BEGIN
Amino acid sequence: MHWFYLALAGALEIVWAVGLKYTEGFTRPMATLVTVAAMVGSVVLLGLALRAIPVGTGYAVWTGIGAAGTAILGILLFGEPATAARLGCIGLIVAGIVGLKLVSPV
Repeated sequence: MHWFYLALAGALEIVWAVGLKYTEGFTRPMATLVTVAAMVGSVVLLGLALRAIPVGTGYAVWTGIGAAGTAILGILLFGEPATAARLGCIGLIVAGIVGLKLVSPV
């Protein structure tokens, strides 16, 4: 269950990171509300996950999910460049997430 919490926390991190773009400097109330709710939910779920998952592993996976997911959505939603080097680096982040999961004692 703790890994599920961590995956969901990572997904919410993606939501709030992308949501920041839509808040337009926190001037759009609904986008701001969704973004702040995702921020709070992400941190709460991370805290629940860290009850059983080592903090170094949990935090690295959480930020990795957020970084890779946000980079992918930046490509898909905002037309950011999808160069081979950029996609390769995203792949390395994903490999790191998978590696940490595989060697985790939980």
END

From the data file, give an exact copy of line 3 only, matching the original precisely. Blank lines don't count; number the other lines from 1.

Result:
């Protein structure tokens, strides 16, 4: 269950990171509300996950999910460049997430 919490926390991190773009400097109330709710939910779920998952592993996976997911959505939603080097680096982040999961004692 703790890994599920961590995956969901990572997904919410993606939501709030992308949501920041839509808040337009926190001037759009609904986008701001969704973004702040995702921020709070992400941190709460991370805290629940860290009850059983080592903090170094949990935090690295959480930020990795957020970084890779946000980079992918930046490509898909905002037309950011999808160069081979950029996609390769995203792949390395994903490999790191998978590696940490595989060697985790939980």